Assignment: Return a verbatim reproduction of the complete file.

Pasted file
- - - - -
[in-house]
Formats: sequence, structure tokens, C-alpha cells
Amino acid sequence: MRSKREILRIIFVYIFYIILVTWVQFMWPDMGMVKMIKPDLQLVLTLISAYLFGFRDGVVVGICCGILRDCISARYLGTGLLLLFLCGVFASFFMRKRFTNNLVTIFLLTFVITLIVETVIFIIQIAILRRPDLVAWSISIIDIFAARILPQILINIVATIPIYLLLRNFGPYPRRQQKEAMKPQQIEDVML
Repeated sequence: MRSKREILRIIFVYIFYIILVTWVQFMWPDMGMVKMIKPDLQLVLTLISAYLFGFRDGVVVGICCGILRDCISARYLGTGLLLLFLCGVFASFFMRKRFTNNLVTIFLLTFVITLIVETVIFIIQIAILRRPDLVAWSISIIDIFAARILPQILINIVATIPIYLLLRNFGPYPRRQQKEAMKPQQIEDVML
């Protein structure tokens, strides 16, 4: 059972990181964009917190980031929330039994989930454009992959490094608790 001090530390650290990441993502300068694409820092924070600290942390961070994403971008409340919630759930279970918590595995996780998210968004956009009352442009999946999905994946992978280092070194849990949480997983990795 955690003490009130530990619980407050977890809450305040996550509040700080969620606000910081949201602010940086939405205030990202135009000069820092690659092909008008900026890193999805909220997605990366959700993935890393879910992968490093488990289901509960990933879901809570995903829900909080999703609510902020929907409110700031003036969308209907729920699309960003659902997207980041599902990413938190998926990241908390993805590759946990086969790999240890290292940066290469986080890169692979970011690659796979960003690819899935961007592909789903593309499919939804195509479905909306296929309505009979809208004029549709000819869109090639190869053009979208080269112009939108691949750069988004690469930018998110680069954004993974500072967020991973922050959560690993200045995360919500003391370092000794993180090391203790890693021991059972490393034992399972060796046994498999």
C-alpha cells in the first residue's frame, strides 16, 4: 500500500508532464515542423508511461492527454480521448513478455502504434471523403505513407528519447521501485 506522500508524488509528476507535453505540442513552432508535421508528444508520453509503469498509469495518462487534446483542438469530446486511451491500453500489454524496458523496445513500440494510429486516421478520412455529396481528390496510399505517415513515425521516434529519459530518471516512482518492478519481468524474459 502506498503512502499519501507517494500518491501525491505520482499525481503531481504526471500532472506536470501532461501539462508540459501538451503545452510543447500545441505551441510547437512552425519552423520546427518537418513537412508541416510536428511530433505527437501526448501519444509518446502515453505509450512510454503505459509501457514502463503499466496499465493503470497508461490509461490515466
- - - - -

[in-house]
Formats: sequence, structure tokens, C-alpha cells
Amino acid sequence: MRSKREILRIIFVYIFYIILVTWVQFMWPDMGMVKMIKPDLQLVLTLISAYLFGFRDGVVVGICCGILRDCISARYLGTGLLLLFLCGVFASFFMRKRFTNNLVTIFLLTFVITLIVETVIFIIQIAILRRPDLVAWSISIIDIFAARILPQILINIVATIPIYLLLRNFGPYPRRQQKEAMKPQQIEDVML
Repeated sequence: MRSKREILRIIFVYIFYIILVTWVQFMWPDMGMVKMIKPDLQLVLTLISAYLFGFRDGVVVGICCGILRDCISARYLGTGLLLLFLCGVFASFFMRKRFTNNLVTIFLLTFVITLIVETVIFIIQIAILRRPDLVAWSISIIDIFAARILPQILINIVATIPIYLLLRNFGPYPRRQQKEAMKPQQIEDVML
């Protein structure tokens, strides 16, 4: 059972990181964009917190980031929330039994989930454009992959490094608790 001090530390650290990441993502300068694409820092924070600290942390961070994403971008409340919630759930279970918590595995996780998210968004956009009352442009999946999905994946992978280092070194849990949480997983990795 955690003490009130530990619980407050977890809450305040996550509040700080969620606000910081949201602010940086939405205030990202135009000069820092690659092909008008900026890193999805909220997605990366959700993935890393879910992968490093488990289901509960990933879901809570995903829900909080999703609510902020929907409110700031003036969308209907729920699309960003659902997207980041599902990413938190998926990241908390993805590759946990086969790999240890290292940066290469986080890169692979970011690659796979960003690819899935961007592909789903593309499919939804195509479905909306296929309505009979809208004029549709000819869109090639190869053009979208080269112009939108691949750069988004690469930018998110680069954004993974500072967020991973922050959560690993200045995360919500003391370092000794993180090391203790890693021991059972490393034992399972060796046994498999």
C-alpha cells in the first residue's frame, strides 16, 4: 500500500508532464515542423508511461492527454480521448513478455502504434471523403505513407528519447521501485 506522500508524488509528476507535453505540442513552432508535421508528444508520453509503469498509469495518462487534446483542438469530446486511451491500453500489454524496458523496445513500440494510429486516421478520412455529396481528390496510399505517415513515425521516434529519459530518471516512482518492478519481468524474459 502506498503512502499519501507517494500518491501525491505520482499525481503531481504526471500532472506536470501532461501539462508540459501538451503545452510543447500545441505551441510547437512552425519552423520546427518537418513537412508541416510536428511530433505527437501526448501519444509518446502515453505509450512510454503505459509501457514502463503499466496499465493503470497508461490509461490515466